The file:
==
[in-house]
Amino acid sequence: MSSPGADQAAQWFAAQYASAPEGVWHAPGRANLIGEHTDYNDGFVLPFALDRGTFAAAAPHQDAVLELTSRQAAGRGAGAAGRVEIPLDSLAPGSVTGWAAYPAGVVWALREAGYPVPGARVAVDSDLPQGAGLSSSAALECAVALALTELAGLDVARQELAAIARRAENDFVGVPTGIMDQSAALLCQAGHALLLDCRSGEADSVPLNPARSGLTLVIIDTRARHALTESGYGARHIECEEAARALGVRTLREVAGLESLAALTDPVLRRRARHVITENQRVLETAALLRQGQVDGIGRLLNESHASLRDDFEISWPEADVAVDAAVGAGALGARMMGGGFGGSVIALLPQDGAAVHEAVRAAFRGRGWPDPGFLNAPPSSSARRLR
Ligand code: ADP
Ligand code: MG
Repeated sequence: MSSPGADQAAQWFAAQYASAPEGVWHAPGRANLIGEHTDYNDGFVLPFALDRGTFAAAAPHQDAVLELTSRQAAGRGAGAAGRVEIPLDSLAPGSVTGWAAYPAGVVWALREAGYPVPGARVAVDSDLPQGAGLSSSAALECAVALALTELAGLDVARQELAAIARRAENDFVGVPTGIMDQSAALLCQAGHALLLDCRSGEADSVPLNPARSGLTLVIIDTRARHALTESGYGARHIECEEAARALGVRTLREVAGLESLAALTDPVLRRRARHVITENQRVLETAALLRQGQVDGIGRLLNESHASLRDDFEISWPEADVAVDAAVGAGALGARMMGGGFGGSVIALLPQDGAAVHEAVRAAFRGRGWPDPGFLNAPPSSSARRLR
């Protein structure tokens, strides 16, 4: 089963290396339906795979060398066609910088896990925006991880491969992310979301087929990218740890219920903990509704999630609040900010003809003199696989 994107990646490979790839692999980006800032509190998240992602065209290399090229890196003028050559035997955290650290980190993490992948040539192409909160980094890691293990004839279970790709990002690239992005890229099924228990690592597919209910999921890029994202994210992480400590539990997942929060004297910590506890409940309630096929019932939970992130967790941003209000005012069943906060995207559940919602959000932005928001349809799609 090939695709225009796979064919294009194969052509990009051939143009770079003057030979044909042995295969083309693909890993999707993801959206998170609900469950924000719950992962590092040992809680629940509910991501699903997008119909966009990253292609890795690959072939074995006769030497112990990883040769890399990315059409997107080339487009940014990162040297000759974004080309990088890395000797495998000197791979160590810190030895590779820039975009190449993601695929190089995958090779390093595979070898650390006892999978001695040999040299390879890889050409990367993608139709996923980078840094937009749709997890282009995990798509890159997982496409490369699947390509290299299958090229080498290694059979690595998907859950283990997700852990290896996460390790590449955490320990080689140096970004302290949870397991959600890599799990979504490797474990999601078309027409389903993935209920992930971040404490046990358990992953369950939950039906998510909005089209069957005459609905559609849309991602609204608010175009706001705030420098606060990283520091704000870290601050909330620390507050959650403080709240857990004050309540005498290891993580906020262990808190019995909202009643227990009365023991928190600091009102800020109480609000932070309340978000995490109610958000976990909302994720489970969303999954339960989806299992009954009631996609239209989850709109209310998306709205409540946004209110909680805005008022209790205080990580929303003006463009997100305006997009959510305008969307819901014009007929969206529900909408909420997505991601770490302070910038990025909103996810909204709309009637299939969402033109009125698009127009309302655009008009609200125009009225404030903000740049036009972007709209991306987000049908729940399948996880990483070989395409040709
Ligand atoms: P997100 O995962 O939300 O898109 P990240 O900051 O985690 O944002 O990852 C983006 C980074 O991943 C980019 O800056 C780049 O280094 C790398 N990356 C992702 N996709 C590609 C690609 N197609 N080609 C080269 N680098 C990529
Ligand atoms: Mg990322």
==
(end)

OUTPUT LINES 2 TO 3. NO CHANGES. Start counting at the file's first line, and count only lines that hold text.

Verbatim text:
Amino acid sequence: MSSPGADQAAQWFAAQYASAPEGVWHAPGRANLIGEHTDYNDGFVLPFALDRGTFAAAAPHQDAVLELTSRQAAGRGAGAAGRVEIPLDSLAPGSVTGWAAYPAGVVWALREAGYPVPGARVAVDSDLPQGAGLSSSAALECAVALALTELAGLDVARQELAAIARRAENDFVGVPTGIMDQSAALLCQAGHALLLDCRSGEADSVPLNPARSGLTLVIIDTRARHALTESGYGARHIECEEAARALGVRTLREVAGLESLAALTDPVLRRRARHVITENQRVLETAALLRQGQVDGIGRLLNESHASLRDDFEISWPEADVAVDAAVGAGALGARMMGGGFGGSVIALLPQDGAAVHEAVRAAFRGRGWPDPGFLNAPPSSSARRLR
Ligand code: ADP